Dr. Ingrid Holm, a researcher at Boston Children's Hospital, explains that pharmacogenomics uses information about genetics to tailor drugs to different individuals. Some people may metabolize certain drugs particularly quickly, while others may be slow metabolizers. Genetic testing may help us predict drug response and therefore improve treatment.
Boston Children's Hospital
Dr. Ingrid Holm discusses certain misconceptions that people may have in regard to genetic testing. For example, people may wrongly think that health insurance companies can discriminate against them based on their results (this is illegal). Similarly, people may think that because they may not have a genetic risk for developing a disease, they will definitely not develop that disease.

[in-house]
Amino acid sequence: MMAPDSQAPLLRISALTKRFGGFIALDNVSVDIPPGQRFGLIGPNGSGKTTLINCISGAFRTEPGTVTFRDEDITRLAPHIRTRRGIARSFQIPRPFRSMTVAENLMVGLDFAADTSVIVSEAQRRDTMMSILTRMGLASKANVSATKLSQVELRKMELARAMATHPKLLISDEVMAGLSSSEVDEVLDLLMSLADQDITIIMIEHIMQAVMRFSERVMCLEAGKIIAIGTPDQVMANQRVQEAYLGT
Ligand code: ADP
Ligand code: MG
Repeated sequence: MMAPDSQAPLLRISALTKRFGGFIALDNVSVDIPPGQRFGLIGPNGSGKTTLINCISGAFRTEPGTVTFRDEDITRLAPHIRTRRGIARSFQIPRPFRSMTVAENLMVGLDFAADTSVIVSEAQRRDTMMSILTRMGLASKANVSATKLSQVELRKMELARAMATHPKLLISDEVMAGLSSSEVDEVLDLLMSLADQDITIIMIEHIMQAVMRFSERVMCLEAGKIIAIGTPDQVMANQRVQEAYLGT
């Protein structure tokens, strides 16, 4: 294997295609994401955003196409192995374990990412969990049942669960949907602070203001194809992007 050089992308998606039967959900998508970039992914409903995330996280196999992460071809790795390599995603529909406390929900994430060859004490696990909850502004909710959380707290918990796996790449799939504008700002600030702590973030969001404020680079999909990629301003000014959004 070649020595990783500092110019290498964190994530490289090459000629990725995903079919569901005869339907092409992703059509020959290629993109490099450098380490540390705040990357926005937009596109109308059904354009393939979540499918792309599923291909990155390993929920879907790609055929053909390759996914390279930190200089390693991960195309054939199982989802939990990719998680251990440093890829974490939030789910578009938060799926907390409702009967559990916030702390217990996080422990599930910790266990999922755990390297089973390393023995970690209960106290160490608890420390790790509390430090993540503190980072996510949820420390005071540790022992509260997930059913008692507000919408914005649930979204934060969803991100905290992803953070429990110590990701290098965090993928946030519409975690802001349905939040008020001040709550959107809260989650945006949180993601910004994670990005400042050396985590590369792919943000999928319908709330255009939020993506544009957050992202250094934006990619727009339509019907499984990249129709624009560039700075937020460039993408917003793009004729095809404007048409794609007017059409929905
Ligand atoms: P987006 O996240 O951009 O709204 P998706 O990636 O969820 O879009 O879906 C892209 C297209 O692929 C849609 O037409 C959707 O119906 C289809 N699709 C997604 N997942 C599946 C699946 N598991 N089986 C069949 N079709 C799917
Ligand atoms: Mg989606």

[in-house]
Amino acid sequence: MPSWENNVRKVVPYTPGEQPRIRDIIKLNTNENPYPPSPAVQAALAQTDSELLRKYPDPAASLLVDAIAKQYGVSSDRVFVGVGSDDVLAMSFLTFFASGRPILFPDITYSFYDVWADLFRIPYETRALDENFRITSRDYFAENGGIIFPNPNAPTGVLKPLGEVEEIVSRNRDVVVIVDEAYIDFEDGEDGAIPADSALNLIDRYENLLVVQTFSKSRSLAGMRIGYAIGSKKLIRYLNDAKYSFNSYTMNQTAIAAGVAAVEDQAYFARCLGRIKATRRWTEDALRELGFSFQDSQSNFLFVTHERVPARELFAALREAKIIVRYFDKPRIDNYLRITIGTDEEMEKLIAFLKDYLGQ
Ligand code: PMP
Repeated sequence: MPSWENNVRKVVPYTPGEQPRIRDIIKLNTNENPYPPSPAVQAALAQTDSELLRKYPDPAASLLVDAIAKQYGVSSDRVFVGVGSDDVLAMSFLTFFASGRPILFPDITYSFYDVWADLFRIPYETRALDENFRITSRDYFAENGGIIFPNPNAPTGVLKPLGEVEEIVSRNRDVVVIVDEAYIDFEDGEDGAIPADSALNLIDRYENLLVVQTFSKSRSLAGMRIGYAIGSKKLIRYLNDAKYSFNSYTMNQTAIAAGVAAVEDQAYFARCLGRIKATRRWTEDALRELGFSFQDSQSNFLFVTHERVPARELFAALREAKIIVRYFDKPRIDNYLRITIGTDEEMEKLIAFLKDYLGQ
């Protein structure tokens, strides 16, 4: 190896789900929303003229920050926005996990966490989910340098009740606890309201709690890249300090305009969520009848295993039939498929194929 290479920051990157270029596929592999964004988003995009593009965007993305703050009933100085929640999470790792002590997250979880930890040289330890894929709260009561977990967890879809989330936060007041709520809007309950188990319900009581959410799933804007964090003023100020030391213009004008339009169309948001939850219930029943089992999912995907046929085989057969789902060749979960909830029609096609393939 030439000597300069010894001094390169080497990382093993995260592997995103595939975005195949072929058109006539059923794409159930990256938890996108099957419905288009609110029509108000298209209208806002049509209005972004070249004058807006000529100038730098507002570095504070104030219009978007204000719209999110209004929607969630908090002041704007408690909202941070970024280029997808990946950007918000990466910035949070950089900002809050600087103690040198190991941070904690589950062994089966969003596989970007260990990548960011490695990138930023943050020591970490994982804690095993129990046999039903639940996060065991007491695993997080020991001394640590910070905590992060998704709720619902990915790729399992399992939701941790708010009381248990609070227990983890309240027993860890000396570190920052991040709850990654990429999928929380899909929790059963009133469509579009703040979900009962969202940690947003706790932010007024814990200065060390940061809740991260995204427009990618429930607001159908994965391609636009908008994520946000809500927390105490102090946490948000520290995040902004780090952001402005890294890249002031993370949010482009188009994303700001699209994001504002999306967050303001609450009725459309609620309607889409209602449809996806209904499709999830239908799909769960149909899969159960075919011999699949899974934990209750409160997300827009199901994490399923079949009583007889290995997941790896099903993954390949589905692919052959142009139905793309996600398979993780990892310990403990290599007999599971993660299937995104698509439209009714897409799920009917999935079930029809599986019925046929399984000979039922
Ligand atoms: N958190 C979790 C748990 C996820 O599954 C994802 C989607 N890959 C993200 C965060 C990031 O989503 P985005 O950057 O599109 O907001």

Dr. Ingrid Holm recommends that you should discuss genetic test results with your doctor, because he or she may be able to recommend treatments based on your genetic background. Similarly, your doctor may be able to use this information to recommend certain preventative measures to decrease risk of developing disease.
Dr. Ingrid Holm explains that, by law, health insurance companies cannot discriminate against you based on your genetic test results. However, the same law does not apply to life insurance and disability insurance.
Dr. Ingrid Holm explains that a genetic counselor is someone who has a Masters Degree in genetic counseling, who is trained in the fundamentals of genetic science, and also how to discuss genetic diseases with individuals and families. Genetic test results are often returned by genetic counselors.
Dr. Ingrid Holm explains that everybody may not respond in the same way to taking codeine - some people may metabolize the drug quickly and some people may be slow metabolizers.